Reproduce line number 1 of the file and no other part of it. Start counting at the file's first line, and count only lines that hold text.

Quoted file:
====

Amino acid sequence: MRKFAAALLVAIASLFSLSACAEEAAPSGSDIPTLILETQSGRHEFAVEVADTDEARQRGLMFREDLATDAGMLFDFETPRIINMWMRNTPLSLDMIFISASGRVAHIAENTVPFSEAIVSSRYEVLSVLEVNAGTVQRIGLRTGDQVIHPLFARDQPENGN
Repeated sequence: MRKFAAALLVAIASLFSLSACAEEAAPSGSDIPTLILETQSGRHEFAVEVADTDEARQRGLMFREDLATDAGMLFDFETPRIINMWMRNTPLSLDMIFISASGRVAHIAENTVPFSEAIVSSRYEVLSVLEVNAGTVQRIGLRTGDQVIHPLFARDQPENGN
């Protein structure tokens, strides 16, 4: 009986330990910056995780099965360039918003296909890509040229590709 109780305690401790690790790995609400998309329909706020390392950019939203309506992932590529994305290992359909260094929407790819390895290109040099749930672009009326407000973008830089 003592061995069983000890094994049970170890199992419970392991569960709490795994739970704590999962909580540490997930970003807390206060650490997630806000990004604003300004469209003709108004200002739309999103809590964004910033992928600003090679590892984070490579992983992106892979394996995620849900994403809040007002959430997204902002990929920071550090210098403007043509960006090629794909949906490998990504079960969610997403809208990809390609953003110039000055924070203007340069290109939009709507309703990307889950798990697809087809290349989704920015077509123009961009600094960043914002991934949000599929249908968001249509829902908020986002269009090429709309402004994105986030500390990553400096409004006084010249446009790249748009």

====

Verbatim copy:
Amino acid sequence: MRKFAAALLVAIASLFSLSACAEEAAPSGSDIPTLILETQSGRHEFAVEVADTDEARQRGLMFREDLATDAGMLFDFETPRIINMWMRNTPLSLDMIFISASGRVAHIAENTVPFSEAIVSSRYEVLSVLEVNAGTVQRIGLRTGDQVIHPLFARDQPENGN